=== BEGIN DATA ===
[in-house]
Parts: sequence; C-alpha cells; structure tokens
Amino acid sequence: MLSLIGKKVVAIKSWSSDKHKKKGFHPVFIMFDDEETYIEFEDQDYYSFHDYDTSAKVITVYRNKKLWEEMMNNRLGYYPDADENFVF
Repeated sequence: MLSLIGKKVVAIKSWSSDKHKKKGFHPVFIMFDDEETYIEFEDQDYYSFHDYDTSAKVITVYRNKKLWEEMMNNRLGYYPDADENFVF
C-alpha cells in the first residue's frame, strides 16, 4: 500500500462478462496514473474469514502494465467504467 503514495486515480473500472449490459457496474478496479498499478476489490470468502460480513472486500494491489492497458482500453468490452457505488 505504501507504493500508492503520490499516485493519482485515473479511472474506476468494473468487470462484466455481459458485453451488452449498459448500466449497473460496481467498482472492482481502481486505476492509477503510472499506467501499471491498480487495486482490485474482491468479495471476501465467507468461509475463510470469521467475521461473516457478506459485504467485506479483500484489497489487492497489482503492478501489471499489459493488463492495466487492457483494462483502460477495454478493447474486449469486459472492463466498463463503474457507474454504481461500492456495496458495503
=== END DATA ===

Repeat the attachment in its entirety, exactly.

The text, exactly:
[in-house]
Parts: sequence; C-alpha cells; structure tokens
Amino acid sequence: MLSLIGKKVVAIKSWSSDKHKKKGFHPVFIMFDDEETYIEFEDQDYYSFHDYDTSAKVITVYRNKKLWEEMMNNRLGYYPDADENFVF
Repeated sequence: MLSLIGKKVVAIKSWSSDKHKKKGFHPVFIMFDDEETYIEFEDQDYYSFHDYDTSAKVITVYRNKKLWEEMMNNRLGYYPDADENFVF
C-alpha cells in the first residue's frame, strides 16, 4: 500500500462478462496514473474469514502494465467504467 503514495486515480473500472449490459457496474478496479498499478476489490470468502460480513472486500494491489492497458482500453468490452457505488 505504501507504493500508492503520490499516485493519482485515473479511472474506476468494473468487470462484466455481459458485453451488452449498459448500466449497473460496481467498482472492482481502481486505476492509477503510472499506467501499471491498480487495486482490485474482491468479495471476501465467507468461509475463510470469521467475521461473516457478506459485504467485506479483500484489497489487492497489482503492478501489471499489459493488463492495466487492457483494462483502460477495454478493447474486449469486459472492463466498463463503474457507474454504481461500492456495496458495503